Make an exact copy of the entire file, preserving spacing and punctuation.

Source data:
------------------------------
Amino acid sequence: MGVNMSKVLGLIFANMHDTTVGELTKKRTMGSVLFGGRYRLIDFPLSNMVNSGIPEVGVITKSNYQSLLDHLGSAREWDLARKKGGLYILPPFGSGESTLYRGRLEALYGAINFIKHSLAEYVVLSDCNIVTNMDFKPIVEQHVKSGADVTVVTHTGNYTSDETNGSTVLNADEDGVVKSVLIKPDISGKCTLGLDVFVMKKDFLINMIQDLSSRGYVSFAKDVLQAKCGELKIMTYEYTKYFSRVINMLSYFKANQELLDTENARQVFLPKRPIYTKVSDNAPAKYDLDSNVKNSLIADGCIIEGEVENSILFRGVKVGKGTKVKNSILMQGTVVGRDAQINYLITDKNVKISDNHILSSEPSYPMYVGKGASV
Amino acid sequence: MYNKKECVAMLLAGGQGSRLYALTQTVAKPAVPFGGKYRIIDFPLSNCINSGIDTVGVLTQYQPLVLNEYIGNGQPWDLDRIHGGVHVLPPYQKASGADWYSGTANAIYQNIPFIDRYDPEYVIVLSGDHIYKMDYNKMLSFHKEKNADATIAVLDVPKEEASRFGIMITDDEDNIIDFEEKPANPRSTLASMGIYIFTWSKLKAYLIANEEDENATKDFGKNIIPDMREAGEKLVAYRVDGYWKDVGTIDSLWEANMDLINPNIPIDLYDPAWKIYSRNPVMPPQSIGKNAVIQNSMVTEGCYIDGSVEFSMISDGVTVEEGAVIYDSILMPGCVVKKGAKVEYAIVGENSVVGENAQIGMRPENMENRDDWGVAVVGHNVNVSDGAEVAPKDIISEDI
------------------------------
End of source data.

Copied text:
Amino acid sequence: MGVNMSKVLGLIFANMHDTTVGELTKKRTMGSVLFGGRYRLIDFPLSNMVNSGIPEVGVITKSNYQSLLDHLGSAREWDLARKKGGLYILPPFGSGESTLYRGRLEALYGAINFIKHSLAEYVVLSDCNIVTNMDFKPIVEQHVKSGADVTVVTHTGNYTSDETNGSTVLNADEDGVVKSVLIKPDISGKCTLGLDVFVMKKDFLINMIQDLSSRGYVSFAKDVLQAKCGELKIMTYEYTKYFSRVINMLSYFKANQELLDTENARQVFLPKRPIYTKVSDNAPAKYDLDSNVKNSLIADGCIIEGEVENSILFRGVKVGKGTKVKNSILMQGTVVGRDAQINYLITDKNVKISDNHILSSEPSYPMYVGKGASV
Amino acid sequence: MYNKKECVAMLLAGGQGSRLYALTQTVAKPAVPFGGKYRIIDFPLSNCINSGIDTVGVLTQYQPLVLNEYIGNGQPWDLDRIHGGVHVLPPYQKASGADWYSGTANAIYQNIPFIDRYDPEYVIVLSGDHIYKMDYNKMLSFHKEKNADATIAVLDVPKEEASRFGIMITDDEDNIIDFEEKPANPRSTLASMGIYIFTWSKLKAYLIANEEDENATKDFGKNIIPDMREAGEKLVAYRVDGYWKDVGTIDSLWEANMDLINPNIPIDLYDPAWKIYSRNPVMPPQSIGKNAVIQNSMVTEGCYIDGSVEFSMISDGVTVEEGAVIYDSILMPGCVVKKGAKVEYAIVGENSVVGENAQIGMRPENMENRDDWGVAVVGHNVNVSDGAEVAPKDIISEDI